The following research objectives guided the pilot study. The first goal was to develop an analytical framework in order to classify instances of noticing recorded while teacher trainees watched their video-recorded demo lessons. The second aim was to examine the real-time interactional contexts which prompted instances of L2TN. Initial results from eight individuals showed that the quantity and quality of recalled instances varied by participant.

Plans for future research will be discussed, as will challenges to the interpretation of L2TN data, including the discursive construction of teachers’ professional identities as ‘noticers’. In closing, we will revisit the relevance of L2TN in promoting innovations which rely on teachers’ ability to attend to student needs as they unfold during the task-in-process (Breen, 1987).

 

March 5: [Practice Colloquium] TBLT Through Different Lenses, Parts 2 & 3

Planning and Completion of Collaborative Tasks in an ESL class: An EM/CA perspective on Task Based Language Teaching

Presenters: Rue Burch & Josephine Lee, UHM

Planning has long been a major theoretical concern within TBLT research (Ellis, 2005; Foster & Skehan, 1999), with a great deal of focus paid to the distinction between strategic and on-line planning and the effects that these have upon the fluency, complexity, and accuracy of learners’ task performance (Ellis, 2009). One gap in the research, perhaps necessitated by the theoretical view of planning as an individual’s cognitive activity, regards what learners are actually doing when they plan together in groups. Instead of concentrating on the quantification of learner outcomes, the current project takes interest in a process-oriented perspective to explore how students approach collaborative planning tasks in real-time interaction.

The videorecorded data was collected from short-term intensive advanced ESL courses where the students were tracked across various steps of task planning and completion activities: 1) deciding on the topic; 2) determining roles; 3) devising and implementing questionnaires or interviews, and finally 4) presenting their findings in class. Drawing on conversation analysis and multimodal analysis, the data illustrates how the students orient to the task and actively do strategizing in ways that are driven by local contingencies and concerns. Fine-grained analyses of the interaction also reveal that group planning is essentially a social and pragmatic activity wherein the students use language to manage participant roles, resolve disputes and misunderstandings, and collectively work toward effective task completion. By uncovering the interactional particularities of collaborative planning interaction, this study seeks to provide empirical insights into the students’ language learning behaviors that precede and shape task performance (Markee & Kunitz, 2013), and ultimately, to inform and advance TBLT methodology and research.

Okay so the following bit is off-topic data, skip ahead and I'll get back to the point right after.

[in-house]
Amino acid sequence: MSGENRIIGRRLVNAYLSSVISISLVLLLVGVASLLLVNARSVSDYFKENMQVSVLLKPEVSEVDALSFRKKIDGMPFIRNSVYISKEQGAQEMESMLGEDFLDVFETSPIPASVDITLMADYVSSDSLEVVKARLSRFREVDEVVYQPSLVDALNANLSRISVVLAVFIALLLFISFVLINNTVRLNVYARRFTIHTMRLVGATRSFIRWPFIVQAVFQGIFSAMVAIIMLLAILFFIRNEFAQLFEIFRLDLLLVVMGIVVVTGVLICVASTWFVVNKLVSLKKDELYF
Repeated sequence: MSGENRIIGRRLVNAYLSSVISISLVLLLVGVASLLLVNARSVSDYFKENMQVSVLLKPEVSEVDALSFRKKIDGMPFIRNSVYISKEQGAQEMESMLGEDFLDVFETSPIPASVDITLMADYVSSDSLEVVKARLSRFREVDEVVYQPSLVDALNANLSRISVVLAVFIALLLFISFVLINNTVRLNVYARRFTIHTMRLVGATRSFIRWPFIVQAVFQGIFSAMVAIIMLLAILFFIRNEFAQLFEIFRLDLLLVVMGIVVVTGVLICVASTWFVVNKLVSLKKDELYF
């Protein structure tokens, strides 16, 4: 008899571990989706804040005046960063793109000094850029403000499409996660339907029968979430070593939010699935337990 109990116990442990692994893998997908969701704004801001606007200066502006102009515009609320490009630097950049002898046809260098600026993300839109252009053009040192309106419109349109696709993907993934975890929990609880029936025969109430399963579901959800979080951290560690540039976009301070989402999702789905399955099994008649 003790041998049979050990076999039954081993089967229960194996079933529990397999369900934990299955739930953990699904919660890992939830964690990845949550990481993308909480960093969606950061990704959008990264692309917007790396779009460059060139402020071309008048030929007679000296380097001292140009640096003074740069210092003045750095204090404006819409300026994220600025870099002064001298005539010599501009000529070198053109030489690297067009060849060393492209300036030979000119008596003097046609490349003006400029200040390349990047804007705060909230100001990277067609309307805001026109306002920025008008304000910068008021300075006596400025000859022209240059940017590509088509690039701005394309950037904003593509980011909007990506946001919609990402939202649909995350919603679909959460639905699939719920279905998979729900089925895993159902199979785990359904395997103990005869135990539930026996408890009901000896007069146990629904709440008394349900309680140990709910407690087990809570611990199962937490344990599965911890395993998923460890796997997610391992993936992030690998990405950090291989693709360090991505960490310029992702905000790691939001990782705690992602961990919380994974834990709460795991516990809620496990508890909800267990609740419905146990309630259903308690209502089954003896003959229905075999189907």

Practicing TBLT as postmethod: Transformative task and syllabus design in the EAP classroom

Presenter: Angela Haeusler, UHM

Conceptualizing Task-Based Language Teaching (TBLT) as a post-method pedagogy, this paper argues for a redirection of inquiry in task and syllabus design towards individually and socially transformative experiences of language use. Looked at comprehensively, the transformative properties of real-world tasks have been a linchpin in the development of TBLT, recognized early on in Candlin’s (1987; 1989) call for tasks to be critically oriented and problematizing. Yet, studies that construe task-based pedagogies from a socially engaged, change-oriented perspective (e.g. Flowerdew, 2005; 2010) remain at the fringes of TBLT research. As the emergence of polyvalent norms in the use of global languages like English poses new challenges on institutional goal-orientations, task design and evaluation of task performance, the need for a context-sensitive, socio-politically conscious TBLT is further substantiated.

Drawing on findings from a classroom-based study in an English for Academic Purposes (EAP) setting where the postmethod principles of particularity, practicality, and possibility (Kumaravadivelu, 2001; 2006) were actualized, the paper discusses the impact of transformative tasks in pursuing the diversification of academic writing norms. The results reveal that learners’ introduction to writing as an interest-based, sociopolitical enterprise facilitated a context-sensitive focus on form. Furthermore, transformative tasks offered opportunities for students to function as agents of change, and thereby communicators (Long, 1996; DeKeyser, 1998), whose task-performance was directly linked to the reassessment of institutional target goals for academic writing in the global contact zone. The paper concludes that a postmethod TBLT advances learners’ abilities to negotiate language diversity in transnational education and workplace environments.